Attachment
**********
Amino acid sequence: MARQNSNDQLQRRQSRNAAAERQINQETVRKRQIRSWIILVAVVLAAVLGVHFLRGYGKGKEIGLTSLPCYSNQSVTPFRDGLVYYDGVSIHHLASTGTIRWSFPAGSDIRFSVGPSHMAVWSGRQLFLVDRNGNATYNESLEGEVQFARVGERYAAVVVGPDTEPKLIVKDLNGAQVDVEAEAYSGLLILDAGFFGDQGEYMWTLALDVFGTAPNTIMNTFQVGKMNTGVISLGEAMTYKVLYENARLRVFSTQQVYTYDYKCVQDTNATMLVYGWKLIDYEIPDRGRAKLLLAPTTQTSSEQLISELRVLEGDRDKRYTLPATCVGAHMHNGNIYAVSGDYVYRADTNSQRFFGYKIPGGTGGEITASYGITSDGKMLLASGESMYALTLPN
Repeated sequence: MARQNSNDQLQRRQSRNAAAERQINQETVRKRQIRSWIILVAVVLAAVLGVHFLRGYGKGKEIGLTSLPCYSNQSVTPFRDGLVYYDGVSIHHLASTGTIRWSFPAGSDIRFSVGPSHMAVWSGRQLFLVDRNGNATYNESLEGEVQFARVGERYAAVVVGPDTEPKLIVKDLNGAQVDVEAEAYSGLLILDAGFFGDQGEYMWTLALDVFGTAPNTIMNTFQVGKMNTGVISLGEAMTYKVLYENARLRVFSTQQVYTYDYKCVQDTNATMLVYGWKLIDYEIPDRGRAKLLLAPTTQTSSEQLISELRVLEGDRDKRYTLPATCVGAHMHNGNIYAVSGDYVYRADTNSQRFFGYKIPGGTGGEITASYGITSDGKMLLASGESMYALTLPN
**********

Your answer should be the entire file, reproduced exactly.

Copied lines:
Amino acid sequence: MARQNSNDQLQRRQSRNAAAERQINQETVRKRQIRSWIILVAVVLAAVLGVHFLRGYGKGKEIGLTSLPCYSNQSVTPFRDGLVYYDGVSIHHLASTGTIRWSFPAGSDIRFSVGPSHMAVWSGRQLFLVDRNGNATYNESLEGEVQFARVGERYAAVVVGPDTEPKLIVKDLNGAQVDVEAEAYSGLLILDAGFFGDQGEYMWTLALDVFGTAPNTIMNTFQVGKMNTGVISLGEAMTYKVLYENARLRVFSTQQVYTYDYKCVQDTNATMLVYGWKLIDYEIPDRGRAKLLLAPTTQTSSEQLISELRVLEGDRDKRYTLPATCVGAHMHNGNIYAVSGDYVYRADTNSQRFFGYKIPGGTGGEITASYGITSDGKMLLASGESMYALTLPN
Repeated sequence: MARQNSNDQLQRRQSRNAAAERQINQETVRKRQIRSWIILVAVVLAAVLGVHFLRGYGKGKEIGLTSLPCYSNQSVTPFRDGLVYYDGVSIHHLASTGTIRWSFPAGSDIRFSVGPSHMAVWSGRQLFLVDRNGNATYNESLEGEVQFARVGERYAAVVVGPDTEPKLIVKDLNGAQVDVEAEAYSGLLILDAGFFGDQGEYMWTLALDVFGTAPNTIMNTFQVGKMNTGVISLGEAMTYKVLYENARLRVFSTQQVYTYDYKCVQDTNATMLVYGWKLIDYEIPDRGRAKLLLAPTTQTSSEQLISELRVLEGDRDKRYTLPATCVGAHMHNGNIYAVSGDYVYRADTNSQRFFGYKIPGGTGGEITASYGITSDGKMLLASGESMYALTLPN